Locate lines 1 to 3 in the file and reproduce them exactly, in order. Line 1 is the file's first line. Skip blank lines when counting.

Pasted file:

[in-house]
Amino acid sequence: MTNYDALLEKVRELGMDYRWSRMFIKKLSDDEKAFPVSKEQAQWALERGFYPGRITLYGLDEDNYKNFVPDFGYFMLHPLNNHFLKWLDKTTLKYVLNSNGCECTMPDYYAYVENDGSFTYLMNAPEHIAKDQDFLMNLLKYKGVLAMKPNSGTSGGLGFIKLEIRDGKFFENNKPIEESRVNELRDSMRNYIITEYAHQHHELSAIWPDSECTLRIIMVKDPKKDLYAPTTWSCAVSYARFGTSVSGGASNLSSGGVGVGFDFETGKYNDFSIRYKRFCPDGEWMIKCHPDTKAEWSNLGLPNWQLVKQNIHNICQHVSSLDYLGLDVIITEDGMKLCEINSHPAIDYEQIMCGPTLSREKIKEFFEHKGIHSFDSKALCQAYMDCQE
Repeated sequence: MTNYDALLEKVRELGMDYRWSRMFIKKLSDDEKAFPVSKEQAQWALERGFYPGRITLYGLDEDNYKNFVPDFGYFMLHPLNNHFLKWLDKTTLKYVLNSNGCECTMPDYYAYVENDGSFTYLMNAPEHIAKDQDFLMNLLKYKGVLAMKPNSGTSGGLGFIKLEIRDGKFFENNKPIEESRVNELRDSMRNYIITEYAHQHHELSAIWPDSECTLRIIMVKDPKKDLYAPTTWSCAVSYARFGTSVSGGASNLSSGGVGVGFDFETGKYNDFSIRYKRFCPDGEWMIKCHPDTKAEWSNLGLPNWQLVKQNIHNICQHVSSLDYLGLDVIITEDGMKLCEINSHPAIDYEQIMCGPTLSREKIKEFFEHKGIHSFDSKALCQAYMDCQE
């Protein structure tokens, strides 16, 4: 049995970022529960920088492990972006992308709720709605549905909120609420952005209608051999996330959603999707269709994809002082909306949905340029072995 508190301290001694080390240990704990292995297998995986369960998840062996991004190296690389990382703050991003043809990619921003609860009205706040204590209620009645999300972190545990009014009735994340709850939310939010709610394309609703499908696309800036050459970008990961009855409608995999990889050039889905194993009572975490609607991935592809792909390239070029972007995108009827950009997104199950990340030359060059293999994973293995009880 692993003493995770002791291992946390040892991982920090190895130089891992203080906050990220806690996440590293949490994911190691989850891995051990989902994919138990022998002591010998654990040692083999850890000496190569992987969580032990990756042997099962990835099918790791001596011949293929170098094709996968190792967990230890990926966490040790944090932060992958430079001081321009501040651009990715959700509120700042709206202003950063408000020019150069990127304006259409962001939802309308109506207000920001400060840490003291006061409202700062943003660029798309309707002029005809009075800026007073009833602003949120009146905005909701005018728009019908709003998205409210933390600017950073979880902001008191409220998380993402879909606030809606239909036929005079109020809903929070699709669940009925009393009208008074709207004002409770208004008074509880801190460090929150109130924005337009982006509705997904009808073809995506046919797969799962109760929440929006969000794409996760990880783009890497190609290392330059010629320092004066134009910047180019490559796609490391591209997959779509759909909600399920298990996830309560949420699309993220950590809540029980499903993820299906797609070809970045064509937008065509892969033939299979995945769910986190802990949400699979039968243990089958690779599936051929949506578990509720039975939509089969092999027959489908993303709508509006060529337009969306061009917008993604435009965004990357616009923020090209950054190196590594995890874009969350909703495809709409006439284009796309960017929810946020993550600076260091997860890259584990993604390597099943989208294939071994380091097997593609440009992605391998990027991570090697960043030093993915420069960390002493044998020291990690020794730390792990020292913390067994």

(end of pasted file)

[in-house]
Amino acid sequence: MTNYDALLEKVRELGMDYRWSRMFIKKLSDDEKAFPVSKEQAQWALERGFYPGRITLYGLDEDNYKNFVPDFGYFMLHPLNNHFLKWLDKTTLKYVLNSNGCECTMPDYYAYVENDGSFTYLMNAPEHIAKDQDFLMNLLKYKGVLAMKPNSGTSGGLGFIKLEIRDGKFFENNKPIEESRVNELRDSMRNYIITEYAHQHHELSAIWPDSECTLRIIMVKDPKKDLYAPTTWSCAVSYARFGTSVSGGASNLSSGGVGVGFDFETGKYNDFSIRYKRFCPDGEWMIKCHPDTKAEWSNLGLPNWQLVKQNIHNICQHVSSLDYLGLDVIITEDGMKLCEINSHPAIDYEQIMCGPTLSREKIKEFFEHKGIHSFDSKALCQAYMDCQE
Repeated sequence: MTNYDALLEKVRELGMDYRWSRMFIKKLSDDEKAFPVSKEQAQWALERGFYPGRITLYGLDEDNYKNFVPDFGYFMLHPLNNHFLKWLDKTTLKYVLNSNGCECTMPDYYAYVENDGSFTYLMNAPEHIAKDQDFLMNLLKYKGVLAMKPNSGTSGGLGFIKLEIRDGKFFENNKPIEESRVNELRDSMRNYIITEYAHQHHELSAIWPDSECTLRIIMVKDPKKDLYAPTTWSCAVSYARFGTSVSGGASNLSSGGVGVGFDFETGKYNDFSIRYKRFCPDGEWMIKCHPDTKAEWSNLGLPNWQLVKQNIHNICQHVSSLDYLGLDVIITEDGMKLCEINSHPAIDYEQIMCGPTLSREKIKEFFEHKGIHSFDSKALCQAYMDCQE